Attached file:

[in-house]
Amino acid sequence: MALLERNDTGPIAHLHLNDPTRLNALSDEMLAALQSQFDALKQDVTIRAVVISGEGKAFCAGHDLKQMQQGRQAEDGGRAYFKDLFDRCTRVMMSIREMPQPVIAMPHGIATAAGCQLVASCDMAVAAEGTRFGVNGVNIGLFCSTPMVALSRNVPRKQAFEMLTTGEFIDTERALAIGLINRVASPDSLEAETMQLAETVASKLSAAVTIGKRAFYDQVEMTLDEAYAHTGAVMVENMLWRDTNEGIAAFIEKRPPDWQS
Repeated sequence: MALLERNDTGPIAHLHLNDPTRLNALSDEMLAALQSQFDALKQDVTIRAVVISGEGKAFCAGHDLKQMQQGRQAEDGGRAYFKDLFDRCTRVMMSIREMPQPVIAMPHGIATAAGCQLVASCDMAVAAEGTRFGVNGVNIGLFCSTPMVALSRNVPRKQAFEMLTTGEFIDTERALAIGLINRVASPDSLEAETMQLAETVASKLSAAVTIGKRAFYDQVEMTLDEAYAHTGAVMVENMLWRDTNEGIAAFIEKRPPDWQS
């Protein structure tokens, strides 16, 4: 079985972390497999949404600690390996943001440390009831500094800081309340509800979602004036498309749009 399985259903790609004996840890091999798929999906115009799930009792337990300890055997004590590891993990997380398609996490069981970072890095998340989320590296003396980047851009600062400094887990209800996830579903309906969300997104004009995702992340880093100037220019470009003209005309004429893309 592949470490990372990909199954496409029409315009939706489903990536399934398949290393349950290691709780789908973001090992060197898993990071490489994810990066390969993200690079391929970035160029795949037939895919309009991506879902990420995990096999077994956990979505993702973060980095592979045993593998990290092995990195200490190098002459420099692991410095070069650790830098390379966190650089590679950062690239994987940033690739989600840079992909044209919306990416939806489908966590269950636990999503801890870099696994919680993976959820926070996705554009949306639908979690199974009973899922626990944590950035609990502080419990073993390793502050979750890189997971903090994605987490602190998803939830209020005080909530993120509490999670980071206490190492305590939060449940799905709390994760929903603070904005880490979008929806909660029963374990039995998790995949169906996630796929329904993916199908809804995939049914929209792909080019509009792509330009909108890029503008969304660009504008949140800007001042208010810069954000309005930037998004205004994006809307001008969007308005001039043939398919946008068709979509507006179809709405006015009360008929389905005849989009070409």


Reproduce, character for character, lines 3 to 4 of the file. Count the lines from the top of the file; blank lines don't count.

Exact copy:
Repeated sequence: MALLERNDTGPIAHLHLNDPTRLNALSDEMLAALQSQFDALKQDVTIRAVVISGEGKAFCAGHDLKQMQQGRQAEDGGRAYFKDLFDRCTRVMMSIREMPQPVIAMPHGIATAAGCQLVASCDMAVAAEGTRFGVNGVNIGLFCSTPMVALSRNVPRKQAFEMLTTGEFIDTERALAIGLINRVASPDSLEAETMQLAETVASKLSAAVTIGKRAFYDQVEMTLDEAYAHTGAVMVENMLWRDTNEGIAAFIEKRPPDWQS
């Protein structure tokens, strides 16, 4: 079985972390497999949404600690390996943001440390009831500094800081309340509800979602004036498309749009 399985259903790609004996840890091999798929999906115009799930009792337990300890055997004590590891993990997380398609996490069981970072890095998340989320590296003396980047851009600062400094887990209800996830579903309906969300997104004009995702992340880093100037220019470009003209005309004429893309 592949470490990372990909199954496409029409315009939706489903990536399934398949290393349950290691709780789908973001090992060197898993990071490489994810990066390969993200690079391929970035160029795949037939895919309009991506879902990420995990096999077994956990979505993702973060980095592979045993593998990290092995990195200490190098002459420099692991410095070069650790830098390379966190650089590679950062690239994987940033690739989600840079992909044209919306990416939806489908966590269950636990999503801890870099696994919680993976959820926070996705554009949306639908979690199974009973899922626990944590950035609990502080419990073993390793502050979750890189997971903090994605987490602190998803939830209020005080909530993120509490999670980071206490190492305590939060449940799905709390994760929903603070904005880490979008929806909660029963374990039995998790995949169906996630796929329904993916199908809804995939049914929209792909080019509009792509330009909108890029503008969304660009504008949140800007001042208010810069954000309005930037998004205004994006809307001008969007308005001039043939398919946008068709979509507006179809709405006015009360008929389905005849989009070409």